B.C. opens new pathway to ‘safe supply’ for drug users amid coronavirus pandemic

A paramedic tends to an overdose patient in the St. Paul’s Hospital ambulance bay. Simon Little / Global News

B.C. has introduced new clinical guidance that could make it easier for people struggling with addictions to get access to safe drugs.

The measure, announced Thursday, is intended as an emergency stopgap amid two public health emergencies in the province: the opioid overdose crisis and the COVID-19 pandemic.

Earlier this week, advocates for drug users warned the pandemic had cut the supply of illegal street drugs, making them both harder to find and more expensive.

That raised concerns both of a spike in overdoses and in possible COVID-19 transmission as drug users hit the streets to try and find a hit.

Click to play video: 'Metro Vancouver’s top doctor calls for safe drug supply'
Metro Vancouver’s top doctor calls for safe drug supply

“We’re dealing with one public health emergency on top of another, and the challenges are unlike anything we’ve ever seen,” said Judy Darcy, Minister of Mental Health and Addictions.

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“Physical distancing is not easy when you are living in poverty, visiting a clinic every day to get your medicine and relying on an unpredictable, illegal drug supply. This guidance will make it easier for at-risk people to meet the requirements of distancing while avoiding other serious risks to their health and to the health of the community.”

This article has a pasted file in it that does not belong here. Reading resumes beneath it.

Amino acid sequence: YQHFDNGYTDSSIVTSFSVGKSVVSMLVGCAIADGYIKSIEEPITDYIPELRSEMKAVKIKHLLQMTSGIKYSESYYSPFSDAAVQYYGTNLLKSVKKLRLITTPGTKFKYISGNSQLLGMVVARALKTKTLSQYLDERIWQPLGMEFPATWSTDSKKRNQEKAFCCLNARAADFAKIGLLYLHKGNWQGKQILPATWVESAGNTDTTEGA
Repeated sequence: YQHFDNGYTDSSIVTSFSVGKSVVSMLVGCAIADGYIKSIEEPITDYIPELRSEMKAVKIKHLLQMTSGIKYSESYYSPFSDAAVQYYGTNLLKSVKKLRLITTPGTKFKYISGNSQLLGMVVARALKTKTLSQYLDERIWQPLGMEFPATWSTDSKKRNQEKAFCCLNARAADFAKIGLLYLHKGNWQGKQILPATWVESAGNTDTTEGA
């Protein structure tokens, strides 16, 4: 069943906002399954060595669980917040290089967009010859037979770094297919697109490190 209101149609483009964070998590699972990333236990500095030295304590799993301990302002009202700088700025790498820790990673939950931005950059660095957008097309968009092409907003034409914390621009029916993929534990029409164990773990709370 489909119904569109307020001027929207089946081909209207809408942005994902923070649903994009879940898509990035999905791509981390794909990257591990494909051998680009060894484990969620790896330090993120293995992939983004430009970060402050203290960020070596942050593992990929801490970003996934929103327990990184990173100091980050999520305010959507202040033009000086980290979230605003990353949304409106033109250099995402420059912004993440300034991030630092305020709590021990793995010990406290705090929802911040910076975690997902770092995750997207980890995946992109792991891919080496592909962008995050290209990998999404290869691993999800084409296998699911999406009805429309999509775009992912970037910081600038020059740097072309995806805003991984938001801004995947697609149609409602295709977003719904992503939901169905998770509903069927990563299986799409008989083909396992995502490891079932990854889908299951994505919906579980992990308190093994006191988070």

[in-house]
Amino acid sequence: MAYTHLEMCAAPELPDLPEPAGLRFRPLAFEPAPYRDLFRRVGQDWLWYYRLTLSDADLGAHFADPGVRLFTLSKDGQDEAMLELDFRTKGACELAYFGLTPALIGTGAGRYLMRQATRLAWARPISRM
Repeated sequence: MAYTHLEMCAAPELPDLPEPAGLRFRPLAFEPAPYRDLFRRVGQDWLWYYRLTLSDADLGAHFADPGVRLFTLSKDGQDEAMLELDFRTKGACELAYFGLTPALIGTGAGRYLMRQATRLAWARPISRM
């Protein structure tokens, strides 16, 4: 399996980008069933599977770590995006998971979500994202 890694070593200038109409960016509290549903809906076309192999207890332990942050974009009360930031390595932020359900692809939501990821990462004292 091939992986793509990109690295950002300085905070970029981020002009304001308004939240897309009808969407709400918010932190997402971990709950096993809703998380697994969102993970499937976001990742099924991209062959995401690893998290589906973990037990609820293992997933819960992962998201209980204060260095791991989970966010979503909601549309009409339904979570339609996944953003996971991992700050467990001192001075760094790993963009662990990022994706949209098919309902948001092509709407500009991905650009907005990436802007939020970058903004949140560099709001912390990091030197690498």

Click to play video: 'Introducing safe drug supply to fight fentanyl crisis'
Introducing safe drug supply to fight fentanyl crisis

The guidance makes use of recent federal exceptions to the Controlled Drugs and Substances Act.

It outlines how prescribers, pharmacists and care providers can “support the provision of medications – including safe prescription alternatives to the illegal drug supply – to be delivered directly to patients, along with telemedicine for clinical assessments.”

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To be eligible to access those drugs, people would need to meet a trio of conditions.

They will need to either have a confirmed or suspected case of COVID-19 or be at risk for infection, have a history of substance use, and be at high risk of withdrawal or overdose.

The guidelines are not meant to act as a treatment for substance use disorders, according to the guidance, but instead to support efforts at social and physical distancing during the pandemic.

The new guidance was developed by the BC Centre on Substance Use.

The province says people who believe they are eligible should contact their doctor or nurse practitioner or a rapid access addiction clinic.

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